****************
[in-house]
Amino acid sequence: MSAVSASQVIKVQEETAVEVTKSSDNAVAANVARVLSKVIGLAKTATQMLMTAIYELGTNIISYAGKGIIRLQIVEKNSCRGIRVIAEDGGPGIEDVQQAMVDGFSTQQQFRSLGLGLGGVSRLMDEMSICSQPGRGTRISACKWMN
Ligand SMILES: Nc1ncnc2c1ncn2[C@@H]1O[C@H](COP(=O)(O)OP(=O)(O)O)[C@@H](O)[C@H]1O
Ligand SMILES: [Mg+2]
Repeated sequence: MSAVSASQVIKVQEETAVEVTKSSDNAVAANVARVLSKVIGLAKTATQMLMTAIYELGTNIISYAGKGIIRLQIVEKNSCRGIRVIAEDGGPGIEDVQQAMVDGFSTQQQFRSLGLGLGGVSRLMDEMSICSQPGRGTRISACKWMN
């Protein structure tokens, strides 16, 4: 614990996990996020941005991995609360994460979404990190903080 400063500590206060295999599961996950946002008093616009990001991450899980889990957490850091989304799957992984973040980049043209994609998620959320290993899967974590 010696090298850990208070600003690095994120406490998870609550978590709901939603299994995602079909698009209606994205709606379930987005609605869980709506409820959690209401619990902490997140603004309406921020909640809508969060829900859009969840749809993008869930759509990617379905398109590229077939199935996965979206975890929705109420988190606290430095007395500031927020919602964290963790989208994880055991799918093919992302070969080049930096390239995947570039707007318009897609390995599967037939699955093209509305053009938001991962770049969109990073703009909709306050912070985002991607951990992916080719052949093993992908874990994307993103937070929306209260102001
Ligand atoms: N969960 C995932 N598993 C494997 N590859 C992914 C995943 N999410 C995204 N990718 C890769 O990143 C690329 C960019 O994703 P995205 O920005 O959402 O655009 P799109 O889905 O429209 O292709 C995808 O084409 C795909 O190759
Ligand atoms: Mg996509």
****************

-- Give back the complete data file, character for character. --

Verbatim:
[in-house]
Amino acid sequence: MSAVSASQVIKVQEETAVEVTKSSDNAVAANVARVLSKVIGLAKTATQMLMTAIYELGTNIISYAGKGIIRLQIVEKNSCRGIRVIAEDGGPGIEDVQQAMVDGFSTQQQFRSLGLGLGGVSRLMDEMSICSQPGRGTRISACKWMN
Ligand SMILES: Nc1ncnc2c1ncn2[C@@H]1O[C@H](COP(=O)(O)OP(=O)(O)O)[C@@H](O)[C@H]1O
Ligand SMILES: [Mg+2]
Repeated sequence: MSAVSASQVIKVQEETAVEVTKSSDNAVAANVARVLSKVIGLAKTATQMLMTAIYELGTNIISYAGKGIIRLQIVEKNSCRGIRVIAEDGGPGIEDVQQAMVDGFSTQQQFRSLGLGLGGVSRLMDEMSICSQPGRGTRISACKWMN
């Protein structure tokens, strides 16, 4: 614990996990996020941005991995609360994460979404990190903080 400063500590206060295999599961996950946002008093616009990001991450899980889990957490850091989304799957992984973040980049043209994609998620959320290993899967974590 010696090298850990208070600003690095994120406490998870609550978590709901939603299994995602079909698009209606994205709606379930987005609605869980709506409820959690209401619990902490997140603004309406921020909640809508969060829900859009969840749809993008869930759509990617379905398109590229077939199935996965979206975890929705109420988190606290430095007395500031927020919602964290963790989208994880055991799918093919992302070969080049930096390239995947570039707007318009897609390995599967037939699955093209509305053009938001991962770049969109990073703009909709306050912070985002991607951990992916080719052949093993992908874990994307993103937070929306209260102001
Ligand atoms: N969960 C995932 N598993 C494997 N590859 C992914 C995943 N999410 C995204 N990718 C890769 O990143 C690329 C960019 O994703 P995205 O920005 O959402 O655009 P799109 O889905 O429209 O292709 C995808 O084409 C795909 O190759
Ligand atoms: Mg996509």